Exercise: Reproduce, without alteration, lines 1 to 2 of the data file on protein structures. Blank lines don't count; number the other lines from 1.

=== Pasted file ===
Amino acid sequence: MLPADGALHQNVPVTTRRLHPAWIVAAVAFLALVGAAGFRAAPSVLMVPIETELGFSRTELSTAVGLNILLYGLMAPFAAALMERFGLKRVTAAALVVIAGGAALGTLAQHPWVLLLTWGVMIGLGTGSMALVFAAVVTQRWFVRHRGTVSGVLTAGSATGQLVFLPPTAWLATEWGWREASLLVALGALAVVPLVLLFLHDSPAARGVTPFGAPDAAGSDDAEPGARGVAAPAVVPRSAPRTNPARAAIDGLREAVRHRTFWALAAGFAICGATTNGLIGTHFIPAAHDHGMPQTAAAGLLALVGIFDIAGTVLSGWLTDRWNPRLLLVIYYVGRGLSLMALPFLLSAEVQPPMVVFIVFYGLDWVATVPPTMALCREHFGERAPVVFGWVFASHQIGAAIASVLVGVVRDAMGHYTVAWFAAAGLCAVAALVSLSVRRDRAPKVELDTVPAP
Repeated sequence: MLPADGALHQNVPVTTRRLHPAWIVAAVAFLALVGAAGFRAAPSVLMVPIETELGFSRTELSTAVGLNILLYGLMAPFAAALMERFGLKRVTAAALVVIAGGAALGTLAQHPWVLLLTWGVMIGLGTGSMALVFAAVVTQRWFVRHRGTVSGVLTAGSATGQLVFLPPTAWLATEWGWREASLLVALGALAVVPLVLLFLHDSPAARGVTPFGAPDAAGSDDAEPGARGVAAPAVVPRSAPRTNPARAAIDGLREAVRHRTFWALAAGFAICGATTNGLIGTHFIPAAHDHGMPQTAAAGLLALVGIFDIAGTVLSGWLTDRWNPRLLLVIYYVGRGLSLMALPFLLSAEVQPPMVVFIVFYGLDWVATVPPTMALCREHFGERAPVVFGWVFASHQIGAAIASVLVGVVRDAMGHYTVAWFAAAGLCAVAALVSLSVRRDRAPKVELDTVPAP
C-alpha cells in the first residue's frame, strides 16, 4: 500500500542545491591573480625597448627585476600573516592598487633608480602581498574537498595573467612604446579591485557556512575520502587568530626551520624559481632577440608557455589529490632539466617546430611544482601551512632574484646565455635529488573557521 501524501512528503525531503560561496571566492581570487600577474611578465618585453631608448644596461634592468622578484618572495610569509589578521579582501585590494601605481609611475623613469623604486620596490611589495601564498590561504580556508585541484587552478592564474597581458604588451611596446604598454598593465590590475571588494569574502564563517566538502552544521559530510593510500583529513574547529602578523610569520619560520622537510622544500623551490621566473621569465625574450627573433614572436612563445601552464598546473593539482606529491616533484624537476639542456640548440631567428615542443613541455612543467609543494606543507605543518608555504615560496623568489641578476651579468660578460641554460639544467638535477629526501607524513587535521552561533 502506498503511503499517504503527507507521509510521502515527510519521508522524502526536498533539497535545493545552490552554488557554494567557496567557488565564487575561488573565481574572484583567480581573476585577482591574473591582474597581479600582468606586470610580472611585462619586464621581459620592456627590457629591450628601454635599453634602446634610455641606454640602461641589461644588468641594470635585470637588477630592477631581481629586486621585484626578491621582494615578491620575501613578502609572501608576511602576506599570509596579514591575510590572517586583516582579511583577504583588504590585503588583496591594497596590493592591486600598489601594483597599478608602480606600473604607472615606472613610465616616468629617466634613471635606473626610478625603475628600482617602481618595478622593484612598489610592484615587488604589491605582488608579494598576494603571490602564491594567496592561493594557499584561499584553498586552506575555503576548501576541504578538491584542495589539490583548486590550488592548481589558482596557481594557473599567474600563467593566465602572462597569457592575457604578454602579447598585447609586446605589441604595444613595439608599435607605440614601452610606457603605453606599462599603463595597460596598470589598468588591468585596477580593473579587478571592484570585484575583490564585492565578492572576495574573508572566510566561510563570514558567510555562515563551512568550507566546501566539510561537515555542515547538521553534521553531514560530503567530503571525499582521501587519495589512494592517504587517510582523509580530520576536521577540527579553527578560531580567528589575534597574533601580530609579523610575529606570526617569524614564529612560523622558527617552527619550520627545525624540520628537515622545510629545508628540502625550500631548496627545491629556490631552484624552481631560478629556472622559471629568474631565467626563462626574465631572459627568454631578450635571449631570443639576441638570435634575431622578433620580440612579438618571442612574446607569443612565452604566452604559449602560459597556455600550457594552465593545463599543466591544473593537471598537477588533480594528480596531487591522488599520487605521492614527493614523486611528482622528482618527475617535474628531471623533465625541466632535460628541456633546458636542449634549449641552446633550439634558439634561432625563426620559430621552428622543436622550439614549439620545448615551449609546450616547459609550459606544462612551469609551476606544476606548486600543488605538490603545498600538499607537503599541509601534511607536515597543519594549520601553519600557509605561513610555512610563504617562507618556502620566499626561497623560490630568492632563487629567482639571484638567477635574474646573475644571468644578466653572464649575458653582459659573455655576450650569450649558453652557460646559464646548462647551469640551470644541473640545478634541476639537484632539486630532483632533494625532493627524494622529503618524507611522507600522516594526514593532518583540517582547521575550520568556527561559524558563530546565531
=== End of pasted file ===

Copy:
Amino acid sequence: MLPADGALHQNVPVTTRRLHPAWIVAAVAFLALVGAAGFRAAPSVLMVPIETELGFSRTELSTAVGLNILLYGLMAPFAAALMERFGLKRVTAAALVVIAGGAALGTLAQHPWVLLLTWGVMIGLGTGSMALVFAAVVTQRWFVRHRGTVSGVLTAGSATGQLVFLPPTAWLATEWGWREASLLVALGALAVVPLVLLFLHDSPAARGVTPFGAPDAAGSDDAEPGARGVAAPAVVPRSAPRTNPARAAIDGLREAVRHRTFWALAAGFAICGATTNGLIGTHFIPAAHDHGMPQTAAAGLLALVGIFDIAGTVLSGWLTDRWNPRLLLVIYYVGRGLSLMALPFLLSAEVQPPMVVFIVFYGLDWVATVPPTMALCREHFGERAPVVFGWVFASHQIGAAIASVLVGVVRDAMGHYTVAWFAAAGLCAVAALVSLSVRRDRAPKVELDTVPAP
Repeated sequence: MLPADGALHQNVPVTTRRLHPAWIVAAVAFLALVGAAGFRAAPSVLMVPIETELGFSRTELSTAVGLNILLYGLMAPFAAALMERFGLKRVTAAALVVIAGGAALGTLAQHPWVLLLTWGVMIGLGTGSMALVFAAVVTQRWFVRHRGTVSGVLTAGSATGQLVFLPPTAWLATEWGWREASLLVALGALAVVPLVLLFLHDSPAARGVTPFGAPDAAGSDDAEPGARGVAAPAVVPRSAPRTNPARAAIDGLREAVRHRTFWALAAGFAICGATTNGLIGTHFIPAAHDHGMPQTAAAGLLALVGIFDIAGTVLSGWLTDRWNPRLLLVIYYVGRGLSLMALPFLLSAEVQPPMVVFIVFYGLDWVATVPPTMALCREHFGERAPVVFGWVFASHQIGAAIASVLVGVVRDAMGHYTVAWFAAAGLCAVAALVSLSVRRDRAPKVELDTVPAP